Andrea Isella of the Department of Physics and Astronomy at Rice University discusses the search for baby planets and the astrophysics of planet formation.
As of today, the number of planets discovered orbiting stars beyond the solar system has surpassed 4,300, and statistical studies indicate that every star in the Milky Way hosts at least one planet (Cassan et al. 2012). Consequently, it is estimated that more than 100 billion planets exist in our galaxy alone. Beside this staggering number, the physical properties of the planets discovered so far, including the mass, size, and orbital radius, show an unexpected diversity. Noticeably, the two types of planets most commonly found around other stars – hot-Jupiters and super-Earths – are not present in our Solar System. On one hand, these discoveries indicate that the conditions necessary for the formation of planets must be easily achieved in the Milky Way. On the other, understanding the physical processes that control the formation of planets and their diversity has been an incredible struggle for more than 70 years. This has two main reasons. Firstly, the vast majority of known planets, including those in our Solar System, are older than 1 billion years, and, to make an analogy with the human life, they are in their adulthood and have lost most of their birth traits. Secondly, the regions in the Universe where planets are currently forming are relatively cold (10-1000 K), dense, and located at hundreds of light-years from Earth. These characteristics hamper our capability to study planet formation through direct observations.
Until the early 1990’s, our knowledge on planet formation was based on the study of pristine objects in our Solar System, such as comets and meteorites, that supposedly preserved their properties for more than 4.5 billion years. This situation changed with the development of ground-based interferometric techniques in the microwave part of the electromagnetic spectrum, between 0.5-5 mm, and with the launch of the Hubble Space Telescope (HST). The latter discovered hundreds of young stellar systems in star-forming regions in the solar neighbourhood (see, e.g., Robberto et al. 2013), while the former provided the long wavelengths necessary to peer through dense and cold material, as well as the angular resolution required to image the environment where planets were expected to form. However, only in the last few years, the steady technological improvement of astronomical instrumentation from optical to radio wavelengths has delivered the observational capabilities required to find baby planets and constrain the processes that control their formation.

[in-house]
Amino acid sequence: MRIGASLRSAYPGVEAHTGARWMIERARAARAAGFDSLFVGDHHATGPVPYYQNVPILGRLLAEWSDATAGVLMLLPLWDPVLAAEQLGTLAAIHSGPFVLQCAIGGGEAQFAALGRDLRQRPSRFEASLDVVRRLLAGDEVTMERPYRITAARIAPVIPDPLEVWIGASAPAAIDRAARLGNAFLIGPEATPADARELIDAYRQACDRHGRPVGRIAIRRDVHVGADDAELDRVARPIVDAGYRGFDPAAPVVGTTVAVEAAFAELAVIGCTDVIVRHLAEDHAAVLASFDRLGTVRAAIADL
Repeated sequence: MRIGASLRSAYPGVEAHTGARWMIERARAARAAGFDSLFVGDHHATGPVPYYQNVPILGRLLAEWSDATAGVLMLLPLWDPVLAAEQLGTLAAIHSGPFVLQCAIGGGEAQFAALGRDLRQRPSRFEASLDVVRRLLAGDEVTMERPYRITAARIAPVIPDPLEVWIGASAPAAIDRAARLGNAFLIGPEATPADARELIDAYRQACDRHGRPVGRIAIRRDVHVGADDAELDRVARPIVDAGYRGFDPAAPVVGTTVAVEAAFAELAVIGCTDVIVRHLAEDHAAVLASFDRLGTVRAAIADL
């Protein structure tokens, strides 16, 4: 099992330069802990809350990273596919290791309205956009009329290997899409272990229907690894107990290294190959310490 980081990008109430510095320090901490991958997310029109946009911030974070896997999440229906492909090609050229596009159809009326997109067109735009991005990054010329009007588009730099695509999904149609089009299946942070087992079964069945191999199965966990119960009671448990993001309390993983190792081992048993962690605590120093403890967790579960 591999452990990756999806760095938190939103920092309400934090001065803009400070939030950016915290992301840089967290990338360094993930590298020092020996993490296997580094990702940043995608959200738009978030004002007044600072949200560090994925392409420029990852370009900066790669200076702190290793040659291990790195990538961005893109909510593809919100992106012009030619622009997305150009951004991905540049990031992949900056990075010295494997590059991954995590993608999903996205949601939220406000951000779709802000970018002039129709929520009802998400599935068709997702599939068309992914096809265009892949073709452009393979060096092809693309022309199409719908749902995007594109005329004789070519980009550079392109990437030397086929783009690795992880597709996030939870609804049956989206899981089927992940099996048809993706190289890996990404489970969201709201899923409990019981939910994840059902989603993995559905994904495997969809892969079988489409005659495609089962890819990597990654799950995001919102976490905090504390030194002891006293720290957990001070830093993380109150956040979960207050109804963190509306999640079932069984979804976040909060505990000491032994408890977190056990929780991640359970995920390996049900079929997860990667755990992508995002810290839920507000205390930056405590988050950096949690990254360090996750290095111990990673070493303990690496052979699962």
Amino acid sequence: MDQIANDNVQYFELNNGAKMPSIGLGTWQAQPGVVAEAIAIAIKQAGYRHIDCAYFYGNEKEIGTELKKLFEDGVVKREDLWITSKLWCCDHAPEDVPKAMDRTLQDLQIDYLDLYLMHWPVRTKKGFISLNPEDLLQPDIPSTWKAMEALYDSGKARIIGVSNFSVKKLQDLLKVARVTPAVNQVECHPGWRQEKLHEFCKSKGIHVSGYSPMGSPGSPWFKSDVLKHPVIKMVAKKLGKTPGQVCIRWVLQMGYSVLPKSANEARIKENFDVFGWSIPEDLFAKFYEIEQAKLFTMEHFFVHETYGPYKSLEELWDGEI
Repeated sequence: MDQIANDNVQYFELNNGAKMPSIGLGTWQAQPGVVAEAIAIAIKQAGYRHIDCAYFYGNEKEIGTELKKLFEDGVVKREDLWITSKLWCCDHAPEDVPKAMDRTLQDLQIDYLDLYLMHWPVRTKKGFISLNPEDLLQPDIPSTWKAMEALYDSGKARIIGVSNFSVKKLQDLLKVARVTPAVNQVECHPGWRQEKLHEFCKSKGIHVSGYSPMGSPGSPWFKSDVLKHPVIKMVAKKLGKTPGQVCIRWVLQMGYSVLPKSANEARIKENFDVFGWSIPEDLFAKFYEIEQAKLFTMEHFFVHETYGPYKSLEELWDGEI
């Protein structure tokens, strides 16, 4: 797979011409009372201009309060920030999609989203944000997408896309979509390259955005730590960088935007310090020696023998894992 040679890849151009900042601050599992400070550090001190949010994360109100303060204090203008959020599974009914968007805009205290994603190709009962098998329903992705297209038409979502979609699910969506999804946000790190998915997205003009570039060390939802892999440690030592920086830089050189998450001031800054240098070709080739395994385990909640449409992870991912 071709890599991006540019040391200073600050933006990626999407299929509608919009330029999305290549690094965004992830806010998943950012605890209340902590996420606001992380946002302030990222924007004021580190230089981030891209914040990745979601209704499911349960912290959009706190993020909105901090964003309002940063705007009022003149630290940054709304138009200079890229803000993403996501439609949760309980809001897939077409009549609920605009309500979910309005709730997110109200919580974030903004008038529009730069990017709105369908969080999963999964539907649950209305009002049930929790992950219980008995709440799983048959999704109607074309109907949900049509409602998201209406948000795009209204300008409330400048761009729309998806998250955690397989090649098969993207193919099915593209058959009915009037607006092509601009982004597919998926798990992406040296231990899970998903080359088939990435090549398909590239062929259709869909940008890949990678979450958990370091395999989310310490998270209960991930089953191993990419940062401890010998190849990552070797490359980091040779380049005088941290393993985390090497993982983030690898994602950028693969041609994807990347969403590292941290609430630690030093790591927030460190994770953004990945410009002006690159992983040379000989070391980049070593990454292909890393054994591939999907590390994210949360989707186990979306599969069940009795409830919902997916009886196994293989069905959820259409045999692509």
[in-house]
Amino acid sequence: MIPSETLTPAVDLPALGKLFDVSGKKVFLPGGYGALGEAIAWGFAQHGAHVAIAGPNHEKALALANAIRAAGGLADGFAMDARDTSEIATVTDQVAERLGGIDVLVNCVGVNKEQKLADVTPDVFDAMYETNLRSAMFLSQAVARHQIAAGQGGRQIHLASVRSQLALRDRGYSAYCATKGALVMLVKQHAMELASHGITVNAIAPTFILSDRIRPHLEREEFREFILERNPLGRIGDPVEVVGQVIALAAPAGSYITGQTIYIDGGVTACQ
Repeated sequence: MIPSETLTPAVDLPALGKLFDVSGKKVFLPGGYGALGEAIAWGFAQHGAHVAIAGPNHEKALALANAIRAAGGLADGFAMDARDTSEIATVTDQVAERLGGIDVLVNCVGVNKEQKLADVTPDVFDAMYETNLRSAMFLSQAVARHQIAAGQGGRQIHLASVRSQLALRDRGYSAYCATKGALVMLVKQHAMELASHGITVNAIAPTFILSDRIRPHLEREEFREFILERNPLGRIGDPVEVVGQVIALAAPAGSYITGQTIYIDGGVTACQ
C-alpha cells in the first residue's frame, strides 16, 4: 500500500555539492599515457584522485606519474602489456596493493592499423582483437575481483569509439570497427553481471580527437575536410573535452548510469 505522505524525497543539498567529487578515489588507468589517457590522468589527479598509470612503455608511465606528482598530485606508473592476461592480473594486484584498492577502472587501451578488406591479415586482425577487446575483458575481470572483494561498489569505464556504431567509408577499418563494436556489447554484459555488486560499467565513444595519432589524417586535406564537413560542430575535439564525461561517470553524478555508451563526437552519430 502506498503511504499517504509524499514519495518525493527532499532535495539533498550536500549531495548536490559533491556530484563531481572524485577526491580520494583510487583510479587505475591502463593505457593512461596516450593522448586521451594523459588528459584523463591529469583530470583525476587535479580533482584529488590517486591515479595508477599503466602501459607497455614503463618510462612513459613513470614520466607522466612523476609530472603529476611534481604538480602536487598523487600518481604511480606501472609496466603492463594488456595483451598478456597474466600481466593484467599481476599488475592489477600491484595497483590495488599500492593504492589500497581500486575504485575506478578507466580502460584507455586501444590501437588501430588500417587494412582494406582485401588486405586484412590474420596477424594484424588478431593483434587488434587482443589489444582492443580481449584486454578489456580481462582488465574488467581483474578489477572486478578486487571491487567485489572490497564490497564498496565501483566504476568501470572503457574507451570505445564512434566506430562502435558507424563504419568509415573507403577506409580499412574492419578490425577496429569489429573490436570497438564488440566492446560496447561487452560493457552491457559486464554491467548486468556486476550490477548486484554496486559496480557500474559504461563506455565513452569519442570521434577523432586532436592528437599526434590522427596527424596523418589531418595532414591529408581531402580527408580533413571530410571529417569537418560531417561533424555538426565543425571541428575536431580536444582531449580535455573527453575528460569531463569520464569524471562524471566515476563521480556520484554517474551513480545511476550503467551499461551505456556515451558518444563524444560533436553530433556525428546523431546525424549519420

To date, the most outstanding example of planetary system caught in act of forming was observed around the young star PDS 70, characterised by an estimated age of 5.4 million years and 80% of the mass of the Sun. Images of PDS 70 obtained with the Atacama Large Millimeter and sub-millimeter Array (ALMA) and the SPHERE and MUSE instruments at the Very Large Telescope (VLT), provide a snapshot of what our own Solar system might have looked like about 4.5 billion years ago. PDS 70 is located in the Upper Centaurus Lupus association at a distance of about 365 light-years (3.5×1015 km) from Earth and it is visible only from the Southern hemisphere. The star is surrounded by solid particles and gas molecules arranged in a donut-shaped rotating disk, also called protoplanetary disk, that extends out to about 200 astronomical units (au) from the central star (Fig. 1) (1 au is the mean distance between the Earth and the Sun) (Facchini et al. 2021). In the sky, the PDS 70 protoplanetary disk subtends an angle of only 3.5 arcseconds (1 arcsecond = 1/3600 degree), meaning that this object is about 500 times smaller than the full Moon.